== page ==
appendix c discussion of hydrolysis reactions of gB, vx, and h The risk posed by agents depends upon their ten- paign, intact GB was not detected (Black et al., 1994). dency to partition to phases where exposure could Because GB is volatile and diffuses fairly rapidly, mate- occur and on their stability and the toxicity of their rials containing occluded spaces would be expected degradation by-products. Thus, consideration of the to release GB during the years between exposure and physical and chemical properties of the agents provides demolition. On the basis of these considerations, GB is a basis for evaluation of the potential risks of residual considered to be a relatively nonpersistent agent. contamination. The risk associated with agents can be prolonged if they are sequestered in occluded spaces, ProPerTies oF vx and this tendency is also related to agent physical prop- erties. Therefore, a brief review of the volatilization and Vx has a much lower vapor pressure compared to GB (only 7 × 10–4 mm Hg at 25oC) (Reutter, 1999), hydrolysis reactivity of GB (sarin), Vx, and mustard (H) are provided in the following paragraphs. and exhaustive depletion due to volatilization from occluded spaces in porous or permeable surfaces may not occur. In situations where Vx fills cracks or dif- ProPerTies oF gB (sariN) fuses into permeable materials, volatilization will be Although all three agents are considered semivolatile inhibited, but subsequent disturbances of the system liquids, GB has a markedly higher vapor pressure (2.9 could expose intact Vx, resulting in a potential expo- mm Hg at 25oC) and will volatilize, leading to the con- sure scenario resulting from volatilization or more clusion that any residual GB would have been depleted likely from direct dermal contact. by volatilization by the time facility destruction occurs For the most part, hydrolysis of Vx results in (Reutter, 1999). Under normal environmental condi- detoxification. Vx can be detoxified rapidly (rate constant on the order of 0.1 day–1) via hydrolysis reac- tions, it also undergoes rapid hydrolysis, forming non- toxic products isopropyl methylphosphonic acid and tions; however, not all hydrolysis reactions detoxify Vx (Davisson et al., 2005; Love et al., 2004).1 The fluoride (Kingery and Allen, 1995). GB can permeate into polymeric or porous materials, and there has been compound undergoes hydrolytic degradation via three a report of unhydrolyzed GB in paint in an Iraqi shell pathways, involving cleavage of the P-S, S-C, and fragment several years after exposure to the atmosphere P-O bonds (Epstein et al., 1973; Munro et al., 1999). (Black et al., 1994). The small residual levels of GB The principal pathway is cleavage of the P-S bond, detected in this example suggest, however, that the potential exposure to residual GB after permeation into 1 Rate studies of degradation of EA-2192 are few, and rates will a polymeric or porous surface is likely minimal. In soil certainly vary depending on the specific temperature, moisture pres- samples collected during the same Iraqi sampling cam- ent, and the surface with which the compound is in contact.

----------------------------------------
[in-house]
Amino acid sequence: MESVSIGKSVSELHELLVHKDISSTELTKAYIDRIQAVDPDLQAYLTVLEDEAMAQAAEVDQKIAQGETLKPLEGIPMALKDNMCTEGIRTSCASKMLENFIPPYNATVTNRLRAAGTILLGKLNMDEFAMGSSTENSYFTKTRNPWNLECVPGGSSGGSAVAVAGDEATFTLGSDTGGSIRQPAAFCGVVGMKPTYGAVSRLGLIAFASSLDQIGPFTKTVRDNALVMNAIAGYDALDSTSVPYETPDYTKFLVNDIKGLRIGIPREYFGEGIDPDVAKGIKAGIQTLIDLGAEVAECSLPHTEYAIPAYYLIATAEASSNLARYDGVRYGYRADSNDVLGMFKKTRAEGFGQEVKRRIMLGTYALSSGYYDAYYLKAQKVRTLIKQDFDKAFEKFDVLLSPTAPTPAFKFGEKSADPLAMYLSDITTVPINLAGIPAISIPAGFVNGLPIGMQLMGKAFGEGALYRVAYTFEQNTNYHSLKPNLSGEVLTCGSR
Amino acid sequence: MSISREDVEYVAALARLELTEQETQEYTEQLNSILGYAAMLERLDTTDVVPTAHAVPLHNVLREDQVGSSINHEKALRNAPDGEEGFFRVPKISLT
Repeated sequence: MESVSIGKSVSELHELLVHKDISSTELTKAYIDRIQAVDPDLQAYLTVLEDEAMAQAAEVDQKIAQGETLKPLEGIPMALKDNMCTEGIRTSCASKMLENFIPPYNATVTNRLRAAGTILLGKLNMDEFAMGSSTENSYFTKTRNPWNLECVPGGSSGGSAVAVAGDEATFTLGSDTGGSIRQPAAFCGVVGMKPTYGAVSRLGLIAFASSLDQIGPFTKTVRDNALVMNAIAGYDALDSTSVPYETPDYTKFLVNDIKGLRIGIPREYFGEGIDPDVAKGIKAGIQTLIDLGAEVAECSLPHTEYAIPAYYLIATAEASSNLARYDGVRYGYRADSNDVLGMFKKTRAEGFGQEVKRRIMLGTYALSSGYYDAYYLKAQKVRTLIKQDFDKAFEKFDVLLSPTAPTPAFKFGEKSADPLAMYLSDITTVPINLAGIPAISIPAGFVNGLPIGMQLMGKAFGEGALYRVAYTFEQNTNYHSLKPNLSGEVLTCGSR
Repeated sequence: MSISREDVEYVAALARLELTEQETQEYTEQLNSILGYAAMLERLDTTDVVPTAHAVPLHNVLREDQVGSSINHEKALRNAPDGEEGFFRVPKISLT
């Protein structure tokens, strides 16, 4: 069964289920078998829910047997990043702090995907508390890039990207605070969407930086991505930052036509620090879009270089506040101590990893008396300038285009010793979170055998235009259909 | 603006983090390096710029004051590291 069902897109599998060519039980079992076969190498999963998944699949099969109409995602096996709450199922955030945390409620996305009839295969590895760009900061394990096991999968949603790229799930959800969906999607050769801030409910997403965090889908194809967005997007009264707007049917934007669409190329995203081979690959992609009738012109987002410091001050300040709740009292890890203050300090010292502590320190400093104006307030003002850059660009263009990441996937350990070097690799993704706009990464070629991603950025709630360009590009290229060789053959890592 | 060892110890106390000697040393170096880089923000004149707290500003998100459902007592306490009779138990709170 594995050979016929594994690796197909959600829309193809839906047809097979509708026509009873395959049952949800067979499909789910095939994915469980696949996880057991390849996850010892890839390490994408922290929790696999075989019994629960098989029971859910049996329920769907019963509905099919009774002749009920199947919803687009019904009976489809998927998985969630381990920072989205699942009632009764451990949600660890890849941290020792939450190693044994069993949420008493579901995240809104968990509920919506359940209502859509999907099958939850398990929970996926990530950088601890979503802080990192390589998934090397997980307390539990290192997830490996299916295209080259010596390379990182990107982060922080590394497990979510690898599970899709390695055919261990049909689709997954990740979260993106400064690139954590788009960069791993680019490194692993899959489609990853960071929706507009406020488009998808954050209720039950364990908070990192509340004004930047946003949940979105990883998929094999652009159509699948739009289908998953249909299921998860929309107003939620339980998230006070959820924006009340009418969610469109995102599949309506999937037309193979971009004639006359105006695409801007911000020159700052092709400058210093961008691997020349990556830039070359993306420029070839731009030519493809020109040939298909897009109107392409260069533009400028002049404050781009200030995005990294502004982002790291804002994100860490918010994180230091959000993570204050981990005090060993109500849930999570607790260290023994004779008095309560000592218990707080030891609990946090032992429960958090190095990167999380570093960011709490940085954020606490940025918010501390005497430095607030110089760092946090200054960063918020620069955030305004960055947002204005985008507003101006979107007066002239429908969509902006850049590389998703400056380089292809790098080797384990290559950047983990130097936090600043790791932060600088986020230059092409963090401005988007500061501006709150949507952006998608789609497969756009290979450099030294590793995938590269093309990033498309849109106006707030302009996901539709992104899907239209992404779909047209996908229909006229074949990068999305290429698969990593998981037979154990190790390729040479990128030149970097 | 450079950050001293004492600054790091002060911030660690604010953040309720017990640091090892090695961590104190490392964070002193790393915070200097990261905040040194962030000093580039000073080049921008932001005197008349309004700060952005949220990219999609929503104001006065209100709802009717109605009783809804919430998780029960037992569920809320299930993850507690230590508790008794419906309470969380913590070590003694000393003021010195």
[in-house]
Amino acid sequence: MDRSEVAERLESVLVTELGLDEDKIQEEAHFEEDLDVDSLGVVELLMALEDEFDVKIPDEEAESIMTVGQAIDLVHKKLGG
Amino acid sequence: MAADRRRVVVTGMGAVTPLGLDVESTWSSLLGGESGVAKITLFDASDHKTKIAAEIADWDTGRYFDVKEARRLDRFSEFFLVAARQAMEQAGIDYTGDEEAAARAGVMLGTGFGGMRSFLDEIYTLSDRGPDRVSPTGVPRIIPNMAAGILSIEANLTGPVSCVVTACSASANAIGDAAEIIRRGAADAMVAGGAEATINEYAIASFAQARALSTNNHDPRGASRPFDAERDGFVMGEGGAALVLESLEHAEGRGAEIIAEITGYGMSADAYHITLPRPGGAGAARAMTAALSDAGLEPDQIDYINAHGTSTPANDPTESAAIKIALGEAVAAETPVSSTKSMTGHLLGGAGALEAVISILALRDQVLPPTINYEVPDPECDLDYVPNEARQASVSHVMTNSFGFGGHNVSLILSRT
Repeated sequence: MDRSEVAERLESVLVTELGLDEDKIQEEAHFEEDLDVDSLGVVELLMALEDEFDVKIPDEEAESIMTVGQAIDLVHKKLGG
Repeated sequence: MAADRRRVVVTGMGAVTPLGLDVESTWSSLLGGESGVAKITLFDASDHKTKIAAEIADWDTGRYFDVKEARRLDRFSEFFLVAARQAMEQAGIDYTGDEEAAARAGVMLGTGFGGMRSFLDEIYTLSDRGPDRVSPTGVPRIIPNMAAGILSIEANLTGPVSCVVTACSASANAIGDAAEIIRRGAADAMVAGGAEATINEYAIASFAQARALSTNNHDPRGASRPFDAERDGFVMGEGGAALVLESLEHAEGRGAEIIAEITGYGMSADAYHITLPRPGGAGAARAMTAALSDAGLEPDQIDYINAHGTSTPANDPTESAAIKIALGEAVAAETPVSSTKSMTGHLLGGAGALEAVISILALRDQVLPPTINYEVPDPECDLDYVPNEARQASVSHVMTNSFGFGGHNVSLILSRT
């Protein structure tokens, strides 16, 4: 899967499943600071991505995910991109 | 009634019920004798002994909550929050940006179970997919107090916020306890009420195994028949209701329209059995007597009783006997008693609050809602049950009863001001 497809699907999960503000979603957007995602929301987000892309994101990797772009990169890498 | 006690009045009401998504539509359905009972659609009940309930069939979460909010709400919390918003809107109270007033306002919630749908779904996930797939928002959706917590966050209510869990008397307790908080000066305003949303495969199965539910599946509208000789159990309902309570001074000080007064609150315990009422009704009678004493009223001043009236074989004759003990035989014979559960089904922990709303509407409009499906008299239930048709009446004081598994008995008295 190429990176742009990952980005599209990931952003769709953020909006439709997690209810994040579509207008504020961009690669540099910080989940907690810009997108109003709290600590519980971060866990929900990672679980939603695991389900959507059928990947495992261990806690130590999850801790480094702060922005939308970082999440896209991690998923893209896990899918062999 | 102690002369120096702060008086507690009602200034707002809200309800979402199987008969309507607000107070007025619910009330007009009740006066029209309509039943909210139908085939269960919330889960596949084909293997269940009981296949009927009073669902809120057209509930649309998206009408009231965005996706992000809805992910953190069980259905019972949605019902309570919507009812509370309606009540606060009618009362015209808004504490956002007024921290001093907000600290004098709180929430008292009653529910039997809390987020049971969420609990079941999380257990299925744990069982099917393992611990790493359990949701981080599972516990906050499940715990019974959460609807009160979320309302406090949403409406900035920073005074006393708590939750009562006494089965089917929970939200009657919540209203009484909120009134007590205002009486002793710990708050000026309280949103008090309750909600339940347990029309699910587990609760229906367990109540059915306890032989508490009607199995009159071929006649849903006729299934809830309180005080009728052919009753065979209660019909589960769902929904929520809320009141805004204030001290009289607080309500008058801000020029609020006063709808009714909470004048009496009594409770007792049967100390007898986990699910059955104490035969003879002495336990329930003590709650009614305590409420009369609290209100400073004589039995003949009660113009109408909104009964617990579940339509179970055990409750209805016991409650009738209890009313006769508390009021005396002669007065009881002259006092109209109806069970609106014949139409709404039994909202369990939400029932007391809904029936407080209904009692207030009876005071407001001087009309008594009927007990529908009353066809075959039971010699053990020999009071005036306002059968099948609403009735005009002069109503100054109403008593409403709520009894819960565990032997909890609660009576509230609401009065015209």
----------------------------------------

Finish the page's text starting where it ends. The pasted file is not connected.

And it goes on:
OCR for page 84